Linda Vipond thought she had a sound knowledge of caring as an experienced care manager for older people. But it was only when she became her mum’s carer that she really began to understand
Vol 26 No 2 Page 16
Statistics released late last year say life expectancy at age 75 in 2017 was 87.7 and 89.3 for men and women respectively, while projections suggest those reaching 75 in 2040 will live to 90.8 and 92.3.
The figures raise concerns that many of those aged 75+ are not receiving the help they need to plan adequately for the possibility of needing care in later life. This is despite evidence of increasing pressure on care services from an ageing population which is set to see the numbers aged 85+ double to 3.2 million by 20142.
The Just Care Report 2017 released in December indicates that those aged over 75 are not thinking about their care plans:
• 70% have not given long term care any thought, planned for it or spoken to friends and family about it
• Only 5% have made financial plans and … Read More »
A campaign supporting the rights of families to visit at any time and help with care to those living with dementia in care homes is to be launched on Tuesday, October 24th.
Originally introduced to hospitals, John’s Campaign was set up by Nicci Gerrard and her friend Julia Jones, after the death of Nicci’s father John following a catastrophic hospital stay.
The campaign upholds family values and expects dignity in care and is fully supported by Age UK, Alzheimer’s Society and many other organisations.
This project now welcomes care homes to join – supported by Care England and the Care Quality Commission. Maggie Candy, regional manager for Guide Total Care Group, which has taken up John’s Campaign, said it was particularly applicable to care homes.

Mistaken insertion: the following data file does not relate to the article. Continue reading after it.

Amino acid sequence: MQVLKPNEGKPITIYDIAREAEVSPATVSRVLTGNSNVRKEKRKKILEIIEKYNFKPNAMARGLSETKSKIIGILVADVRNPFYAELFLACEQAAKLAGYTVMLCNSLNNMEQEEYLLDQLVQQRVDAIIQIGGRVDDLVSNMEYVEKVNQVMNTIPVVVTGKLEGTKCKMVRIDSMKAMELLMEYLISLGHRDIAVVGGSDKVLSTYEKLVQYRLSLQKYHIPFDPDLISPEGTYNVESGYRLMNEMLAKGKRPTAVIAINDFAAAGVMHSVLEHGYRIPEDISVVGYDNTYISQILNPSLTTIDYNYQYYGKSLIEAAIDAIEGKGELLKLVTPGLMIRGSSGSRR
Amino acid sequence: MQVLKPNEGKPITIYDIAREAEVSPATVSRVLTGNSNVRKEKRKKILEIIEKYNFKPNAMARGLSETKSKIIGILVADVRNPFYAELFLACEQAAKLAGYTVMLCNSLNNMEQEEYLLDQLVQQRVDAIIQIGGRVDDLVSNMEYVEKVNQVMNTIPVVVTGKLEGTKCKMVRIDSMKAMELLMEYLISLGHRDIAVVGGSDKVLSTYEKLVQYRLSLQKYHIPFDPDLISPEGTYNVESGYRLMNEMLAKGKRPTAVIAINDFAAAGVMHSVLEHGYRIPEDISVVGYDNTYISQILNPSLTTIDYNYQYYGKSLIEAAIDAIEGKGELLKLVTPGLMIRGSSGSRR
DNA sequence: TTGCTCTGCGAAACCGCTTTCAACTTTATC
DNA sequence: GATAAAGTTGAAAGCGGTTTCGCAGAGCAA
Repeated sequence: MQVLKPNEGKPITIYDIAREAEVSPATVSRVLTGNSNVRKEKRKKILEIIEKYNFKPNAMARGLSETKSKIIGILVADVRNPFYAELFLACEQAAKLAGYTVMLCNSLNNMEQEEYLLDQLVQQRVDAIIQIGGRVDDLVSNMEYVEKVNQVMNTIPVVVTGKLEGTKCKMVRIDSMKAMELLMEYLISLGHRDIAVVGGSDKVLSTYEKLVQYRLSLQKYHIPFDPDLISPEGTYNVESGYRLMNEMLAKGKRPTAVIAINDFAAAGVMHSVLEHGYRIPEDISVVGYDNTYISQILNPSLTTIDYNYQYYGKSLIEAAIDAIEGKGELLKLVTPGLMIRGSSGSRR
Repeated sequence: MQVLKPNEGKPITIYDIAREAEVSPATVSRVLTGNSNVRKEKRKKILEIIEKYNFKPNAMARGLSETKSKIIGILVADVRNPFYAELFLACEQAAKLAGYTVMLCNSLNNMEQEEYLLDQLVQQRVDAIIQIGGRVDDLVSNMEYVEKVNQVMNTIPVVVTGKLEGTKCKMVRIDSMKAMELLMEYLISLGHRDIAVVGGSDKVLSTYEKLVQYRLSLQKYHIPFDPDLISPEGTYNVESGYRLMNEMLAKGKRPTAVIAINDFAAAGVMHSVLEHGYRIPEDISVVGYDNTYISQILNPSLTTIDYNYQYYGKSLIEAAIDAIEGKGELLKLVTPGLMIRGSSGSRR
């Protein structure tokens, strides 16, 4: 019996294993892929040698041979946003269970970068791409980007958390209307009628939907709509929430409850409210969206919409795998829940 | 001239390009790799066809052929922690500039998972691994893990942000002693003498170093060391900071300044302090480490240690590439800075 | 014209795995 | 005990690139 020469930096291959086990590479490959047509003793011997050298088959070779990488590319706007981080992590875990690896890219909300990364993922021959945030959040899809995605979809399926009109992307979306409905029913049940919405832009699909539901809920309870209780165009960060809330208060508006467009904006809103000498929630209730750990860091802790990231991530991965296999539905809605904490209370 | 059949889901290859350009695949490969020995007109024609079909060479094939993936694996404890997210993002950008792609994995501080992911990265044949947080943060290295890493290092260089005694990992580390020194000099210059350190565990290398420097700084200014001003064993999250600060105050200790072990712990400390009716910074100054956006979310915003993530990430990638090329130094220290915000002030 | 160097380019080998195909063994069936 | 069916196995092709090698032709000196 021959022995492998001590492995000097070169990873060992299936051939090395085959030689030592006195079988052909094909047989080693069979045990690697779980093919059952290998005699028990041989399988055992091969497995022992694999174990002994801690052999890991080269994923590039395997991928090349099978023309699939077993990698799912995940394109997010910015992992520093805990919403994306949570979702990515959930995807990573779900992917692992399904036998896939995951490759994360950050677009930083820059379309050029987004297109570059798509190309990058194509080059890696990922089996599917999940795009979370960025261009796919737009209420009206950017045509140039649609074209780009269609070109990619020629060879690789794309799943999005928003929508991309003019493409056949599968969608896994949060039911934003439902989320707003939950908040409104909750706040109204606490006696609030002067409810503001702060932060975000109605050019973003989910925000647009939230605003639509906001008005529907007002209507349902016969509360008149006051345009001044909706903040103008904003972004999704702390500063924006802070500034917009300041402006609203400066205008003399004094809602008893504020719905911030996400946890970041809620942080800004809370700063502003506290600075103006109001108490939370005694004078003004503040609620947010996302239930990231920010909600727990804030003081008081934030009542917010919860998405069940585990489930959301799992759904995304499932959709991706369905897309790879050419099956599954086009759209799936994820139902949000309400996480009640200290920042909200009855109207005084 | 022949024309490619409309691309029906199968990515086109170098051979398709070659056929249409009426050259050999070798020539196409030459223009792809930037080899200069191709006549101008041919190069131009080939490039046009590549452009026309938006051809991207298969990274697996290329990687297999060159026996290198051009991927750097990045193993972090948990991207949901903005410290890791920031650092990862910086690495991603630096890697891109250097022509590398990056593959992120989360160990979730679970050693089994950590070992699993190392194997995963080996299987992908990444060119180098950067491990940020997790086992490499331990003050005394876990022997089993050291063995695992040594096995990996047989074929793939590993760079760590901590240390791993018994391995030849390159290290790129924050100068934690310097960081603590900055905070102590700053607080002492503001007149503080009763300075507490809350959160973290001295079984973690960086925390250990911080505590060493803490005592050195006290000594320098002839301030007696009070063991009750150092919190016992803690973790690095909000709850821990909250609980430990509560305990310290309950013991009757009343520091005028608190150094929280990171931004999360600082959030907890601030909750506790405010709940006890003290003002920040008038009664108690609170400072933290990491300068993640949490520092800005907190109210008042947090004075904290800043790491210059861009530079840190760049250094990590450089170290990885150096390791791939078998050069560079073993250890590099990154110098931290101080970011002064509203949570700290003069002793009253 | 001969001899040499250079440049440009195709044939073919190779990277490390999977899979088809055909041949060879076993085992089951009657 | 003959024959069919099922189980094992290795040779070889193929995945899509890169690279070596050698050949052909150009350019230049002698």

“This ethos fits in with all personalisation including ‘End of Care’ and Gold Standards thinking,” said Ms Candy.
Guide at Sandon, a … Read More »
A group of residents’ families have come out in support of a Shropshire care operator after it lost its appeal to have its rating reviewed by
the industry regulator.
Family members of residents at the Uplands care home, in Shrewsbury, are backing its owner, Marches Care, after it appealed against the ‘good’ rating given by the Care Quality Commission.
Marches Care says the process by which the rating was given was flawed and “grossly unfair”, and it was on those grounds, rather than the rating itself, that the operator had appealed.
“We are outraged because we can’t see how it is possible to provide better care than that which our loved ones receive at the Uplands,” said Jill Wellings, whose husband Dick has been at the Uplands for five years.
“I worked for 37 years in general practice and investigated a lot of homes before … Read More »
Anna Gaughan explains how a growing UK-wide network, tide – together in dementia everyday, is ensuring that the expertise of carers influences dementia policy, research and practice
Vol 25 No 4 Page 12
Failure to invest in services for an ageing society has meant that they are increasingly reliant on family carers. In the final article of their series, Jill Manthorpe and Steve Iliffe examine the problems faced by carers and ask what it will take to provide them with better support
Vol 25 No 3 May/June 2017 Page 18
Family carers are a crucial resource in the care and support of people with dementia, but their motivations for caring can make the difference between success and failure. William Tai discusses his study of support workers’ views on the way motivations can change and undermine carers’ health
Vol 25 No 2 Page 32
Jacqueline Hussey and colleagues describe an innovative NHS and voluntary sector partnership in Berkshire, providing cost-effective and age-appropriate intervention, prevention, improved wellbeing and integration for younger people with dementia and their carers
Vol 24 No 6 Pages 20-22
Nursing homes are sometimes the best option for people with advanced dementia, but what is it like choosing one? Susan Ashton, Brenda Roe and Barbara Jack report on their study of family caregiver experiences
Vol 24 No 4 Page 22
Derek Dodd, Carlvin Josephs and Diane Bardsley describe how Dorset more than doubled diagnosis rates when they were the lowest in England, and improved support for people with dementia and carers before and after diagnosis
Vol 24 No 4 Page 20